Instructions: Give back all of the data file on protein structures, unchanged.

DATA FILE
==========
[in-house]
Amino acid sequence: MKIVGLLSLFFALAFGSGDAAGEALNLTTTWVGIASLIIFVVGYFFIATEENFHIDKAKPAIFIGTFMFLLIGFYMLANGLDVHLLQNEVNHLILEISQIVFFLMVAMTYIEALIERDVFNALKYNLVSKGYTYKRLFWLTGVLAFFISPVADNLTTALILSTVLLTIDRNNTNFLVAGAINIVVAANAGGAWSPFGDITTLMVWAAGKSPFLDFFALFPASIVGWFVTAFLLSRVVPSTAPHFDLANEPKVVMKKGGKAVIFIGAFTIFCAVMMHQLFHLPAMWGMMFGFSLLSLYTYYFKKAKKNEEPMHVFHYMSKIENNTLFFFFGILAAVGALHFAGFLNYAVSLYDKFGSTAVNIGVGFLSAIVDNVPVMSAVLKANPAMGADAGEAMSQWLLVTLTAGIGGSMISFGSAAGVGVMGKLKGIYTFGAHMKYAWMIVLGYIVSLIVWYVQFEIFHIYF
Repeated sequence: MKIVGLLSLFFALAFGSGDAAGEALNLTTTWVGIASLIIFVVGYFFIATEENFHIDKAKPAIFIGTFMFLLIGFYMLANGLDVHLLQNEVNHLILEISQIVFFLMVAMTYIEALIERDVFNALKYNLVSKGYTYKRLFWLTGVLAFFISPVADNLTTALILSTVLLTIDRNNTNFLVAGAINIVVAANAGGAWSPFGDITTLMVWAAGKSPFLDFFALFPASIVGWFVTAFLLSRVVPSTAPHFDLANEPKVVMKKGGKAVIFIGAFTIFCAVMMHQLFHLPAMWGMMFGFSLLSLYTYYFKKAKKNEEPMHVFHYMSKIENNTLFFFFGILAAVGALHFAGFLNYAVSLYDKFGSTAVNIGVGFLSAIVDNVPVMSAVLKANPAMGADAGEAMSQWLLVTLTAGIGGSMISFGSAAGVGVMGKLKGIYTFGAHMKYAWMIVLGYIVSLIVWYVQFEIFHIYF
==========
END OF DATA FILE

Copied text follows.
[in-house]
Amino acid sequence: MKIVGLLSLFFALAFGSGDAAGEALNLTTTWVGIASLIIFVVGYFFIATEENFHIDKAKPAIFIGTFMFLLIGFYMLANGLDVHLLQNEVNHLILEISQIVFFLMVAMTYIEALIERDVFNALKYNLVSKGYTYKRLFWLTGVLAFFISPVADNLTTALILSTVLLTIDRNNTNFLVAGAINIVVAANAGGAWSPFGDITTLMVWAAGKSPFLDFFALFPASIVGWFVTAFLLSRVVPSTAPHFDLANEPKVVMKKGGKAVIFIGAFTIFCAVMMHQLFHLPAMWGMMFGFSLLSLYTYYFKKAKKNEEPMHVFHYMSKIENNTLFFFFGILAAVGALHFAGFLNYAVSLYDKFGSTAVNIGVGFLSAIVDNVPVMSAVLKANPAMGADAGEAMSQWLLVTLTAGIGGSMISFGSAAGVGVMGKLKGIYTFGAHMKYAWMIVLGYIVSLIVWYVQFEIFHIYF
Repeated sequence: MKIVGLLSLFFALAFGSGDAAGEALNLTTTWVGIASLIIFVVGYFFIATEENFHIDKAKPAIFIGTFMFLLIGFYMLANGLDVHLLQNEVNHLILEISQIVFFLMVAMTYIEALIERDVFNALKYNLVSKGYTYKRLFWLTGVLAFFISPVADNLTTALILSTVLLTIDRNNTNFLVAGAINIVVAANAGGAWSPFGDITTLMVWAAGKSPFLDFFALFPASIVGWFVTAFLLSRVVPSTAPHFDLANEPKVVMKKGGKAVIFIGAFTIFCAVMMHQLFHLPAMWGMMFGFSLLSLYTYYFKKAKKNEEPMHVFHYMSKIENNTLFFFFGILAAVGALHFAGFLNYAVSLYDKFGSTAVNIGVGFLSAIVDNVPVMSAVLKANPAMGADAGEAMSQWLLVTLTAGIGGSMISFGSAAGVGVMGKLKGIYTFGAHMKYAWMIVLGYIVSLIVWYVQFEIFHIYF